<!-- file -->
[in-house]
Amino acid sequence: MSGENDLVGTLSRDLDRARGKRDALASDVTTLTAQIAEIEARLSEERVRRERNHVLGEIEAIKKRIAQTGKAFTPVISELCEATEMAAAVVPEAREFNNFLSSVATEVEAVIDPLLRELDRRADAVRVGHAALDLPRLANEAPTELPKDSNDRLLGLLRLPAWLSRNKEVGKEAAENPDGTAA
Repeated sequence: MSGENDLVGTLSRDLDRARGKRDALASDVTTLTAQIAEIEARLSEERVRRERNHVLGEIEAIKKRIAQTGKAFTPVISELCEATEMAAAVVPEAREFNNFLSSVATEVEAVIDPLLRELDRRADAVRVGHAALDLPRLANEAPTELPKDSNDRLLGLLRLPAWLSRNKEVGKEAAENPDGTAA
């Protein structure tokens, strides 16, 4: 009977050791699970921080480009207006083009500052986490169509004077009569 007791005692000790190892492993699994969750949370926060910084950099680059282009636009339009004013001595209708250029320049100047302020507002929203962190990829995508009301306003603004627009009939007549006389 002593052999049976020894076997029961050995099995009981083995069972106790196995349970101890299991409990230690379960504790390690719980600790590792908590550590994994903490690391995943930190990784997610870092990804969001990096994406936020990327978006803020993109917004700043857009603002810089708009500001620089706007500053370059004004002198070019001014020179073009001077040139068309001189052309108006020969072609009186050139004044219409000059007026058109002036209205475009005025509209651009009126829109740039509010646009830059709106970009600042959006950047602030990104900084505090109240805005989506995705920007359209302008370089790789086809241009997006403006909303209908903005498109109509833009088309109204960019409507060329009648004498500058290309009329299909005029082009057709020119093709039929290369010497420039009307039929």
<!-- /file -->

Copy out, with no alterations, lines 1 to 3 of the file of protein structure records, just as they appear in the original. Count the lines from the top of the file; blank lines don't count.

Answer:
[in-house]
Amino acid sequence: MSGENDLVGTLSRDLDRARGKRDALASDVTTLTAQIAEIEARLSEERVRRERNHVLGEIEAIKKRIAQTGKAFTPVISELCEATEMAAAVVPEAREFNNFLSSVATEVEAVIDPLLRELDRRADAVRVGHAALDLPRLANEAPTELPKDSNDRLLGLLRLPAWLSRNKEVGKEAAENPDGTAA
Repeated sequence: MSGENDLVGTLSRDLDRARGKRDALASDVTTLTAQIAEIEARLSEERVRRERNHVLGEIEAIKKRIAQTGKAFTPVISELCEATEMAAAVVPEAREFNNFLSSVATEVEAVIDPLLRELDRRADAVRVGHAALDLPRLANEAPTELPKDSNDRLLGLLRLPAWLSRNKEVGKEAAENPDGTAA